Both locals and visitors wax lyrical about Huesca’s traditional food (internal link), which is another great reason to visit the area for those who enjoy culinary tourism. Local restaurants serve a wide range of traditional dishes, such as venison or beef sirloin, stuffed lamb tripe, crispy sweetbreads, snails and traditional migas, a dish made from fried breadcrumbs.
Some of the most popular establishments are Callizo Aínsa, situated right on the main square, serving a fusion of traditional mountain fare and modern cuisine; and Bodegón de Mallacán, located in a medieval house dating from the late eleventh century, which boasts a terrace with views of the main square. Nor can we forget Casa Falceto, which offers traditional Basque and Spanish food in a medieval mountain setting with spectacular views, and La Carrasca Pintxo, which is the perfect place for an informal meal consisting of tapas and pintxos.
What to see in Aínsa’s surrounding area
The surrounding area is home to small hamlets, charming places and monuments that are well worth visiting, even if it’s just for a pit stop. Below are some unique must-visit attractions and villages close to Aínsa:
Route of the Hermitages of Tella
This is an interesting circular route taking in three of Tella’s lovely hermitages: Los Santos Juan y Pablo (eleventh century), La Virgen de Fajarillas (twelfth century) and La Virgen de la Peña (sixteenth century). All three are in the middle of the mountains, in the surrounding area of the Ordesa y Monte Perdido National Park, at the entrance to the mountaintop village of Tella.
Ibón de Plan
All known as Basa de la Mora, this glacial lake in the Aragonese Pyrenees is situated in a spectacular natural area, flanked by enormous rock formations, mountain pine forests and green meadows. Its name comes from its proximity to the village of Plan, famous in its day for the women that were invited to the village to marry local men.
Situated in the municipal district of La Fueva (Huesca), the reservoir is one of the largest in Aragon spanning over 1,700 hectares. Its water is used to irrigate the land in the local area and to generate electrical energy. In the area surrounding Mediano tower you can enjoy a range of adventure sports, which makes it a perfect destination when visiting Aínsa and Huesca with children (internal link).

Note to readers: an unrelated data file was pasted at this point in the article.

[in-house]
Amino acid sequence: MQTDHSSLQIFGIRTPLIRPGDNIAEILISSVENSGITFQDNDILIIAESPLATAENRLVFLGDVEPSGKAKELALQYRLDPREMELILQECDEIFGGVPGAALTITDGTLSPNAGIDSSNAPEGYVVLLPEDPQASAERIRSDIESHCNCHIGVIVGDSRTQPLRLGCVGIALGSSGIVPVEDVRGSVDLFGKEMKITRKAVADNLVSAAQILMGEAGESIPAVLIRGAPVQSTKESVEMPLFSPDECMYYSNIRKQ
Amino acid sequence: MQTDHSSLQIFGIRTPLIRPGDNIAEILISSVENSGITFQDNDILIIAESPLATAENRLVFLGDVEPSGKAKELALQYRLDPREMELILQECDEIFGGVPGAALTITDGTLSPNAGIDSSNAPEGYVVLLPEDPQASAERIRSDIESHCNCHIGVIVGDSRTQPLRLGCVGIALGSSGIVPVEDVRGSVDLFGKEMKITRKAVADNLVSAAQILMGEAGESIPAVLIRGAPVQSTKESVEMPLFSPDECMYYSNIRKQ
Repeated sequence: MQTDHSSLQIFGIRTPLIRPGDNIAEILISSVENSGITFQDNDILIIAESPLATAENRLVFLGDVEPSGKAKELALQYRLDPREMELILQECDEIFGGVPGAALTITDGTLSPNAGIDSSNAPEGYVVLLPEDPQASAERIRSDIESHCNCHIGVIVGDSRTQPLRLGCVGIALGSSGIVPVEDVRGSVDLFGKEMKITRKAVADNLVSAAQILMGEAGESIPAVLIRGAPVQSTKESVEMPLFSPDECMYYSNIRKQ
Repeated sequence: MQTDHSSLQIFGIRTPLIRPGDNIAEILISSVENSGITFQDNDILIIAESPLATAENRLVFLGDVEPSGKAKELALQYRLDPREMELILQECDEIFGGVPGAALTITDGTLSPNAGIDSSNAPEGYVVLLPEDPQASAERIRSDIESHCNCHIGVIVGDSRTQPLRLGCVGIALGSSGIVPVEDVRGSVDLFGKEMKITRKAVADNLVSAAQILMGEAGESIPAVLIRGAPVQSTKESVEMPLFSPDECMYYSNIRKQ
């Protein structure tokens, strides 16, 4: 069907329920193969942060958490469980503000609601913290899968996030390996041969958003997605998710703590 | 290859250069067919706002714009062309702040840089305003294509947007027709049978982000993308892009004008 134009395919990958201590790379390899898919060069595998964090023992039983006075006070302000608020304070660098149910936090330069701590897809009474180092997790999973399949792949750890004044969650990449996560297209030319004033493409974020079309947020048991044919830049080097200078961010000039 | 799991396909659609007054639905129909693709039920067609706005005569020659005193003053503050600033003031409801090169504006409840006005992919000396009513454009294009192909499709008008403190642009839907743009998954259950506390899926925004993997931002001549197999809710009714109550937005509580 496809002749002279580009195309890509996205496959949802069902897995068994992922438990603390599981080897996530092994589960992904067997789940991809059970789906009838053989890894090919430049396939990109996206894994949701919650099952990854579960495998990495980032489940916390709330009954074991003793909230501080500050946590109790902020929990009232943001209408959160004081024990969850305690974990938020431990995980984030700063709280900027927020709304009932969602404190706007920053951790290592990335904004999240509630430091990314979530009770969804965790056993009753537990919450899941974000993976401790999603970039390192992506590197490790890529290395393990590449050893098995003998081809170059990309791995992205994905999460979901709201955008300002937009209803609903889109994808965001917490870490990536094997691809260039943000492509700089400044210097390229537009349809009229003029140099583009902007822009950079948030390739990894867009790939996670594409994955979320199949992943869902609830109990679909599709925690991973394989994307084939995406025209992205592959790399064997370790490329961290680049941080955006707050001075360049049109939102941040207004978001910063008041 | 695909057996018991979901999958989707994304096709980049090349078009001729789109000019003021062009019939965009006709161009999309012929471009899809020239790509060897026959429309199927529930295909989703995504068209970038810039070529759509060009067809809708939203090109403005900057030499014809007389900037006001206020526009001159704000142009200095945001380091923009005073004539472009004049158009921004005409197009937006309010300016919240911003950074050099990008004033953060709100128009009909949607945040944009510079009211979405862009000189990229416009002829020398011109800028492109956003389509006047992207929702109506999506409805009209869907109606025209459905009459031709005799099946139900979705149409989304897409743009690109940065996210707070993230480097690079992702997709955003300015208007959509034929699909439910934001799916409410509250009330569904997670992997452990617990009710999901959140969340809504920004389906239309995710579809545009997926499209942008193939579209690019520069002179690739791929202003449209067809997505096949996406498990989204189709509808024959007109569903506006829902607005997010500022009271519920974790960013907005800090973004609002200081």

Ordesa y Monte Perdido National Park
Situated in the Sobrarbe region of Aragon and spanning 15,000 hectares, it is the second-oldest national park in Spain and the seventh most visited. Its highest peak is Monte Perdido, from which incredible glacial valleys descend, such as the Ordesa valley, through which the Arazas river runs.
San Victorián royal monastery
This monastery complex is situated in the town of Los Molinos, in the Sobrarbe region. It is said to date from the sixth century and that it could be the oldest monastery on the Iberian Peninsula. Nevertheless, its existence has only been documented from as early as the tenth century.
How to get to Aínsa:
- By car. Aínsa is 168 kilometres from Zaragoza, a journey of about two hours by car along the E-7 or the A-23 and the N-260. It takes around 75 minutes to get to Aínsa from Huesca, which is 100 kilometres away, along the E-7 or the A-23 and the N-260.
Frequently Asked Questions
¿Cómo se puede llegar en coche a la localidad de Aínsa?
Aínsa está a 168 kilómetros de Zaragoza, un trayecto de aproximadamente dos horas en coche, por las carreteras E-7 o A-23 y N-260. Desde Huesca hay una distancia de 100 kilómetros que tardan en recorrerse unos 75 minutos por las carreteras E-7 o A-23 y N-260.
¿Qué debes visitar en Aínsa?
Declarada Conjunto Histórico-Artístico en 1965, Aínsa tiene numerosos atractivos turísticos, desde sus viejas y empedradas calles, hasta su monumental castillo, la muralla, la Plaza Mayor, la iglesia de Santa María o las históricas Casa Arnal y Casa Bielsa.
¿Qué puedes ver en los alrededores de la localidad?
Muy cerca de Aínsa podrás visitar el Parque Nacional de Ordesa y Monte Perdido, el ibón de Plan o la ruta de las Ermitas de Tella.
¿Dónde puedes comer en Aínsa?
Algunas de nuestras recomendaciones para disfrutar de la mejor gastronomía de la zona son los establecimientos de Callizo Aísa, el Bodegón de Mallacán, Casa Falceto o la Carrasca Pintxo.